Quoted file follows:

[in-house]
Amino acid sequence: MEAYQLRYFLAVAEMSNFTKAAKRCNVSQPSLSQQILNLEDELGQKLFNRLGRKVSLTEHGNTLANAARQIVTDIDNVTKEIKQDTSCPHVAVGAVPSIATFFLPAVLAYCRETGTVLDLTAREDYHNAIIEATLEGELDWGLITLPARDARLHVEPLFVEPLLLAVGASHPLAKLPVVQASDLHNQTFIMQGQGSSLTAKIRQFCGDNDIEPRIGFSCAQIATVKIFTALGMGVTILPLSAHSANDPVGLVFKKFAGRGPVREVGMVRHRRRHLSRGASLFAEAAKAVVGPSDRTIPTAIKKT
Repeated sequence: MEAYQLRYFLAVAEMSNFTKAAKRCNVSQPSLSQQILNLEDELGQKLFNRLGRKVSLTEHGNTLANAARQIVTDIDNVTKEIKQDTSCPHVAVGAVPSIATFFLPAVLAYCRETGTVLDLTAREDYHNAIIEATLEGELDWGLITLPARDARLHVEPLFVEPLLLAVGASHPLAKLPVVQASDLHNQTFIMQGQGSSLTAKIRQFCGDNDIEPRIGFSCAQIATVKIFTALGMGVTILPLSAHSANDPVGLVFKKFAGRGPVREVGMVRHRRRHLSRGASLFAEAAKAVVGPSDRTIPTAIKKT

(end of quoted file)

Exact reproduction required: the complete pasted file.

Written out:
[in-house]
Amino acid sequence: MEAYQLRYFLAVAEMSNFTKAAKRCNVSQPSLSQQILNLEDELGQKLFNRLGRKVSLTEHGNTLANAARQIVTDIDNVTKEIKQDTSCPHVAVGAVPSIATFFLPAVLAYCRETGTVLDLTAREDYHNAIIEATLEGELDWGLITLPARDARLHVEPLFVEPLLLAVGASHPLAKLPVVQASDLHNQTFIMQGQGSSLTAKIRQFCGDNDIEPRIGFSCAQIATVKIFTALGMGVTILPLSAHSANDPVGLVFKKFAGRGPVREVGMVRHRRRHLSRGASLFAEAAKAVVGPSDRTIPTAIKKT
Repeated sequence: MEAYQLRYFLAVAEMSNFTKAAKRCNVSQPSLSQQILNLEDELGQKLFNRLGRKVSLTEHGNTLANAARQIVTDIDNVTKEIKQDTSCPHVAVGAVPSIATFFLPAVLAYCRETGTVLDLTAREDYHNAIIEATLEGELDWGLITLPARDARLHVEPLFVEPLLLAVGASHPLAKLPVVQASDLHNQTFIMQGQGSSLTAKIRQFCGDNDIEPRIGFSCAQIATVKIFTALGMGVTILPLSAHSANDPVGLVFKKFAGRGPVREVGMVRHRRRHLSRGASLFAEAAKAVVGPSDRTIPTAIKKT